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Two Dragons welcome the sunrise with an improvised dance atop the Andes. Photo by Ryan Gasper.

Endless Summer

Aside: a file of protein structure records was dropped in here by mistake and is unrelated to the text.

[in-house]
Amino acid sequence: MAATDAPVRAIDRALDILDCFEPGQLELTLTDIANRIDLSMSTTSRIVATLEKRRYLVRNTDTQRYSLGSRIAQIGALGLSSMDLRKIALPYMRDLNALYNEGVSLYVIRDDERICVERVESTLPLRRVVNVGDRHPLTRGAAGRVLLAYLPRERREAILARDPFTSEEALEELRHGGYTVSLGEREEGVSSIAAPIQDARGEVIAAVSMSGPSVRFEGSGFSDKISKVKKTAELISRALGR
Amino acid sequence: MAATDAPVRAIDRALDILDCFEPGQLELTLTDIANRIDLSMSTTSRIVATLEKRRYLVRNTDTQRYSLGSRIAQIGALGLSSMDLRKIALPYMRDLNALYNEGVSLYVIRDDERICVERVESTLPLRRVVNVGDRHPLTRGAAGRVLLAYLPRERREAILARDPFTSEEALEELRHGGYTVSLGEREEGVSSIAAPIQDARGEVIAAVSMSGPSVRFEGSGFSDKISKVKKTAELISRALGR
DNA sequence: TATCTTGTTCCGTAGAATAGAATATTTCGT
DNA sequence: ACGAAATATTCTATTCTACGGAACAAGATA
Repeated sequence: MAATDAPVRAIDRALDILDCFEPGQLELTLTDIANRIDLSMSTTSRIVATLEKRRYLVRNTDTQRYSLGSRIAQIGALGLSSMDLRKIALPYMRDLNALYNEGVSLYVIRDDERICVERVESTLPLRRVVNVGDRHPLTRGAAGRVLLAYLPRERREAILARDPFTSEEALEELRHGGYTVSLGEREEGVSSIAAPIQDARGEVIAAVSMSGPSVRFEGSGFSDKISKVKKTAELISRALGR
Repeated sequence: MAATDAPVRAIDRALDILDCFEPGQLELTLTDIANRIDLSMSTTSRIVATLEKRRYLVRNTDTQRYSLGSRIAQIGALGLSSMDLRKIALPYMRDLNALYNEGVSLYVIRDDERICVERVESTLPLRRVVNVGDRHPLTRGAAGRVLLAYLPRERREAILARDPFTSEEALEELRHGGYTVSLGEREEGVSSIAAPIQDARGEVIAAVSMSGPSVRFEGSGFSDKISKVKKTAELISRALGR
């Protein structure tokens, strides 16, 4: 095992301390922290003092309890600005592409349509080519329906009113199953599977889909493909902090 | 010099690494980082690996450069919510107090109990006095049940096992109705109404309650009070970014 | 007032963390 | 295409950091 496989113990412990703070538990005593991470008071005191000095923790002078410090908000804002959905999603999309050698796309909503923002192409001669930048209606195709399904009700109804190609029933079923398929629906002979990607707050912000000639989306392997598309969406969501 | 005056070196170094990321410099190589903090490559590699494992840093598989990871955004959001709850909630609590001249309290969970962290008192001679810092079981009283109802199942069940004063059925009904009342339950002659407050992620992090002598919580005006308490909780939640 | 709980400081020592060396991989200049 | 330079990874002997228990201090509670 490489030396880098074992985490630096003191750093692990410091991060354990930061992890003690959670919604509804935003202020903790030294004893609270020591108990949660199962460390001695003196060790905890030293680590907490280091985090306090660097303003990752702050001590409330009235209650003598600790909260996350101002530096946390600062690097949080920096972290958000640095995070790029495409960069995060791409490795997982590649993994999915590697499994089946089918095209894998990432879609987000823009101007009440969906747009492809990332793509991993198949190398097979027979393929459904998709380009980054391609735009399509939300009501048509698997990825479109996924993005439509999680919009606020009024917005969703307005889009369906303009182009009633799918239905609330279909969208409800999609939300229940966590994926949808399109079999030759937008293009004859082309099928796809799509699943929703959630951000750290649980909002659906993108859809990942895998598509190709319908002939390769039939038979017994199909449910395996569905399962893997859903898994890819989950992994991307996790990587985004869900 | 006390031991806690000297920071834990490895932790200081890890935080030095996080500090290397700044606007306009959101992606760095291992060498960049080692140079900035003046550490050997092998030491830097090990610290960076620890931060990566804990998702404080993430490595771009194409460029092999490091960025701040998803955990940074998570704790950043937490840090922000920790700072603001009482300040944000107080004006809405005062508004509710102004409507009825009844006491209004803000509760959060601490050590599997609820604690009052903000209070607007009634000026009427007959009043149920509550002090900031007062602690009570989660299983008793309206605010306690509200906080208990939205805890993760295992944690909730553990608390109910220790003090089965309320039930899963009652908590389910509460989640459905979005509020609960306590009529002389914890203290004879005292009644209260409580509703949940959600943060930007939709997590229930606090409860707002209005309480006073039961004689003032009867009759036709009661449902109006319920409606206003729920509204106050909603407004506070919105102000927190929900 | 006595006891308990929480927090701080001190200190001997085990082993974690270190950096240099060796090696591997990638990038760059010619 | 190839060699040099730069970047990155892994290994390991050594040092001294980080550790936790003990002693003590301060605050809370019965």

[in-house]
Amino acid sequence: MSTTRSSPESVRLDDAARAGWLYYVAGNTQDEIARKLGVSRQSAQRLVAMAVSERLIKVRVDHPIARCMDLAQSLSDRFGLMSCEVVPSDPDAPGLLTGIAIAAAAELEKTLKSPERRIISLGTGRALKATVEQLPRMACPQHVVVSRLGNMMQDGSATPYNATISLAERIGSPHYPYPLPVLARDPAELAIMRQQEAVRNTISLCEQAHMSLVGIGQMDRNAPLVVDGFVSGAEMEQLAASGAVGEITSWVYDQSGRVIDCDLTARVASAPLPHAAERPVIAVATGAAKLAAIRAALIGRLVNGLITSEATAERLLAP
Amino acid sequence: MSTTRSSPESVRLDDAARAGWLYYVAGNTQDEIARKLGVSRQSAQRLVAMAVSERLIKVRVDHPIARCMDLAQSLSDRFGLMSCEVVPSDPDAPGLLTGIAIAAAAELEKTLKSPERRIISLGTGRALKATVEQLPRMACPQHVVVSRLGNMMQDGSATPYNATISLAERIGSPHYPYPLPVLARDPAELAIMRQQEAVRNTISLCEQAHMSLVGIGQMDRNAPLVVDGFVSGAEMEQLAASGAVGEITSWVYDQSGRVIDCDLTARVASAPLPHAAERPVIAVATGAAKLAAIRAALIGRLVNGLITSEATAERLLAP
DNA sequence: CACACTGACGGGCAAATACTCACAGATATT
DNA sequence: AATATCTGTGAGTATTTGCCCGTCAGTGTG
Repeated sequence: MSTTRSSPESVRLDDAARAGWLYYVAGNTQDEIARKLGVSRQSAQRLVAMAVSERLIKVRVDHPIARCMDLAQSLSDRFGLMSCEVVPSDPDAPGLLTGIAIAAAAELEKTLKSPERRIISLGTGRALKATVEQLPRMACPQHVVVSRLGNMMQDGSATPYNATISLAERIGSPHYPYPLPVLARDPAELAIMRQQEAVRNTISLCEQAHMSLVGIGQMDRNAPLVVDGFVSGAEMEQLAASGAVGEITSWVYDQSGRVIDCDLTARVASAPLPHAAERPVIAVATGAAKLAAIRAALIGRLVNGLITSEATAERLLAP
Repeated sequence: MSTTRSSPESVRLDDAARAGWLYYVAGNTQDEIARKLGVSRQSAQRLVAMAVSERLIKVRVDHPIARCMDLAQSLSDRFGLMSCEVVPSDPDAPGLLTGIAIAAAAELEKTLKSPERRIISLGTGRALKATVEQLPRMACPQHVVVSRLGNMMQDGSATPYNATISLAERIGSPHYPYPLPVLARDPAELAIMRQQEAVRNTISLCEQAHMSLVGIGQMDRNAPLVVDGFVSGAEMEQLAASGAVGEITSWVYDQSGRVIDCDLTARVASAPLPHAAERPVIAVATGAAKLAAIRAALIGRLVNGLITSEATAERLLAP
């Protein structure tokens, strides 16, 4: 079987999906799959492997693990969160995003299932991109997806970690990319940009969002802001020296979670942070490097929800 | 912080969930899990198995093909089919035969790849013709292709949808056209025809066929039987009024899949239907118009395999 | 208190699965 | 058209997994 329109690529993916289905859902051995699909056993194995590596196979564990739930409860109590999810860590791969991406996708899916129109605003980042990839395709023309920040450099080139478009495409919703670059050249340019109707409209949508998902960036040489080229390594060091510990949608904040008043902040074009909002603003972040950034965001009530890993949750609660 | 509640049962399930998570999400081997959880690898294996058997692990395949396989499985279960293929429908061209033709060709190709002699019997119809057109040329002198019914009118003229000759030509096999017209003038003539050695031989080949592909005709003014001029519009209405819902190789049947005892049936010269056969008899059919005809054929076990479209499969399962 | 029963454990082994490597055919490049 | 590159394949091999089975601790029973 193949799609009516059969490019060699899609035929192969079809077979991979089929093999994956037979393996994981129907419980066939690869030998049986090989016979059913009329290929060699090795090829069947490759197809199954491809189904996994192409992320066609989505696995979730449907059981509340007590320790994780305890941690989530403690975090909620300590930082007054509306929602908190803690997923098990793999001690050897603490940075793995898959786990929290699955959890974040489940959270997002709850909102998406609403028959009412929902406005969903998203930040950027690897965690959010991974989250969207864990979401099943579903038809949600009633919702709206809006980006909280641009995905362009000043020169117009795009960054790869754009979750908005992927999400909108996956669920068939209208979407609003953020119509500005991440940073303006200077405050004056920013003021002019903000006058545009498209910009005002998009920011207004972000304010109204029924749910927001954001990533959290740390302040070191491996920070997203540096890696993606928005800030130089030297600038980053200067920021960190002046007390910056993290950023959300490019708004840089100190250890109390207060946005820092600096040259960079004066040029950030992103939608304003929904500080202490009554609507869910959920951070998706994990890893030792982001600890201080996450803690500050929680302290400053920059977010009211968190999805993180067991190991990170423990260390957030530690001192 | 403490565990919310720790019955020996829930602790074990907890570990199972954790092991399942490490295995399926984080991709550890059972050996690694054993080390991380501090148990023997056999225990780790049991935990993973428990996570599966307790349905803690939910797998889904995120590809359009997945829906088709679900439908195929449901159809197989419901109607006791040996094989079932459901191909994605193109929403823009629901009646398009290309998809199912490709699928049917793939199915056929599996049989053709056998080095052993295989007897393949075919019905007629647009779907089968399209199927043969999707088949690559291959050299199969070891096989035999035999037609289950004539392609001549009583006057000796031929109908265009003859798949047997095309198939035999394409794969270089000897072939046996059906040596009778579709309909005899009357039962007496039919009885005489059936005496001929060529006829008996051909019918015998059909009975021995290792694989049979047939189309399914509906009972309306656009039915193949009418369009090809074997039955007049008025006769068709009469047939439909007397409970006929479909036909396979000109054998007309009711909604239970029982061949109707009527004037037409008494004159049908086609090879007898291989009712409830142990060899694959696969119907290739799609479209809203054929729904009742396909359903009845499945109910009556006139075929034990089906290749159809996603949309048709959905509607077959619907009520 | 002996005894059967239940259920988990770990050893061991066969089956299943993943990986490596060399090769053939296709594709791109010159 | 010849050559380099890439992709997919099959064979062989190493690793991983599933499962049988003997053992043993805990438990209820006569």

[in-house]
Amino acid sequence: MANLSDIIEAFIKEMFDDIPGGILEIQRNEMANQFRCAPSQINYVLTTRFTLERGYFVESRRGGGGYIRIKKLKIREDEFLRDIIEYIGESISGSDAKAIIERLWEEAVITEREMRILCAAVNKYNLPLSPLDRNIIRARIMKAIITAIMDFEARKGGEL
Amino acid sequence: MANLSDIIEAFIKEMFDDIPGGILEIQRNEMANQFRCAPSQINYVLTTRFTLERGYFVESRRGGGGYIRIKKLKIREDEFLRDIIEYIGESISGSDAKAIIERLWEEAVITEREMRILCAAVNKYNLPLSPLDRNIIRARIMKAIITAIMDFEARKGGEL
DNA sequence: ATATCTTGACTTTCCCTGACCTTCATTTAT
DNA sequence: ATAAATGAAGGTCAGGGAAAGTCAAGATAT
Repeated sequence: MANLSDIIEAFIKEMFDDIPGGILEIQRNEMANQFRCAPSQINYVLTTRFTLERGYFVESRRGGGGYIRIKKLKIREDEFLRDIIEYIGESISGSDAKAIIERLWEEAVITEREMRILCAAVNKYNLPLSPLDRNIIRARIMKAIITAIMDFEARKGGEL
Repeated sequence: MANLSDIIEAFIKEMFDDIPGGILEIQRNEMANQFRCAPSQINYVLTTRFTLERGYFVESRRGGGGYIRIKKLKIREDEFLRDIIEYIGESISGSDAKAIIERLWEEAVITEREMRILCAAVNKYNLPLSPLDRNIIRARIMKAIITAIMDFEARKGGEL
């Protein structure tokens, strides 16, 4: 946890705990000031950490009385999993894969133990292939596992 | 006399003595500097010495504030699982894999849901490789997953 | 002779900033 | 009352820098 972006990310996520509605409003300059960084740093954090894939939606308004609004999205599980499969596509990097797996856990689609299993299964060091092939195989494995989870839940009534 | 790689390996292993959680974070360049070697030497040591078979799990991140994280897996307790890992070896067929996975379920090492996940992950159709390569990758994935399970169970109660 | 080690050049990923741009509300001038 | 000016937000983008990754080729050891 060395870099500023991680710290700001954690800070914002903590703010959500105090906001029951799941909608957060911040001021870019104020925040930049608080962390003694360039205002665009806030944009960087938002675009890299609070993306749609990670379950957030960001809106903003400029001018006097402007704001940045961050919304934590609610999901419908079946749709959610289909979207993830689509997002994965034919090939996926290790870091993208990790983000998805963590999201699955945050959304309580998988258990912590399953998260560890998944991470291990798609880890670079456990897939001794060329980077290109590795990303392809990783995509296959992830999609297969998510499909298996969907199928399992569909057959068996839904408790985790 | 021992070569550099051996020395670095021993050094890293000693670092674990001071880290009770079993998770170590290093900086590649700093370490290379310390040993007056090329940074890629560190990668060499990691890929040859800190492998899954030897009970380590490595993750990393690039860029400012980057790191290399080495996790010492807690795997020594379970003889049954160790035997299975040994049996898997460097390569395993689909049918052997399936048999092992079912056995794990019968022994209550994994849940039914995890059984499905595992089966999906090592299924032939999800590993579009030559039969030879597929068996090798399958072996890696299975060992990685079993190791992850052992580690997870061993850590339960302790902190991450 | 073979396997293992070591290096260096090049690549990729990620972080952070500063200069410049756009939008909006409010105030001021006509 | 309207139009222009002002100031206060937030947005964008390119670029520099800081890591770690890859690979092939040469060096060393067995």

I have been experiencing summer and all the adventures it brings for the past eight months. It started in Moab, Utah for spring break. Escaping the snow capped mountains of Colorado for the dry mystical playground of the Utah desert. My two best friends and I took an old red and white Dodge van, stuffed it full of climbing gear, mountain bikes and as much food as we could eat in six days and headed west for one heck of an adventure. Sometime after, spring and summer finally came into Colorado and two weeks after graduation from high school I set off on trips across the country from the local campground that overlooks my home Boulder, Colorado to Jasper national park in Alberta, Canada. I was home for approximately a month or so during my four month period of experiencing the great outdoors everywhere and anyway I could. From bikes to my two feet, my friends and I were in it experiencing the world and proving the old Mark Twain saying wrong”Youth is wasted on the young” day in and day out. This trend continued when I arrived in Santa Cruz, Bolivia with 12 other sleep deprived and groggy kids ready to dive head first into our new lives for the next 12 weeks. Within the first few weeks we had already gone on a hike above Samaipata, Bolivia and a four day trek outside the city of Sucre getting our first taste of the Andes mountains and continuing the pattern of being in the woods living in a way few ever experience in their lifetime. Carrying a backpack that has your entire life in it outside access to the typical definition of civilization. Your clothes, food, water, tent and other essentials are in a 40 pound pack on your back while you walk on roads and trails that can date back to the Incan empire, through peoples backyards to camp in small Andean communities. It was my dream since I was a kid to be doing this and I never wanted it to end. For a while it did. When we all arrived in Tiquipaya, Bolivia for our month long homestay I was not expecting to have my house situated at the base of 17,000 foot peaks and to look up at glaciers before the rainy season comes in. I also wasn´t expecting to realize my attachment to the mountains due to my lifestyle I  have been living this year and for the most part my entire life.  The need for an escape into the wild and find solace in the beautifully rugged and tranquility that the mountains offer. Spending the better part of a month, reading books about mountaineering, exploration and travel. Learning about Andean Cosmovision and understanding how it affects society and having monstrous peaks at your finger tips but having no way to access them did a number on me. I was getting stir crazy and everyone knew it. Finally, A free Sunday came along with no plans and some students and I lobbied to climb Tunari, the iconic peak that overlooks Cochabamba, Tiquipaya and numerous other cities in this valley. That sunday morning at 6 am we set off to climb the peak and return home exhausted and ready to tell our homestay families about our big adventure. That short hiatus of almost a month broke my previous record for 2018 of 10 days outside of the mountains. My time here and this 6 weeks in particular has shown me that before I took the mountains and all the joy it fills me with for granted and simultaneously shown me a different perspective on how the woods and outdoors are viewed. Here, Andean communities are a part of the wilderness. You may be watching the sunrise over a valley and halfway up a mountain is a tiny little house with a farm. Here, the mountains and the people coexist. While back home we have sequestered “wilderness” into these little nooks separating population centers such as a wilderness area or a national forest, maybe a national park. Before, people lived in these areas. Yellowstone, the Grand Canyon and others had relationships similar to what is alive and well down here. We sequestered wilderness into these places where development is illegal now because back home we had the idea of manifest destiny and decided to take what was ours without considering the ecological or cultural impacts it has. I also learned to fall in love with a city like Tiquipaya. The culture, the people and the idea that I can survive without having such a creature comfort as the mountains in my back pocket ready for access whenever I need an escape. This past month pushed me in a way I was not expecting and I now know that the mountains will always be there, ready to greet me with open arms any time of year and that I don´t need it to be comfortable in my life.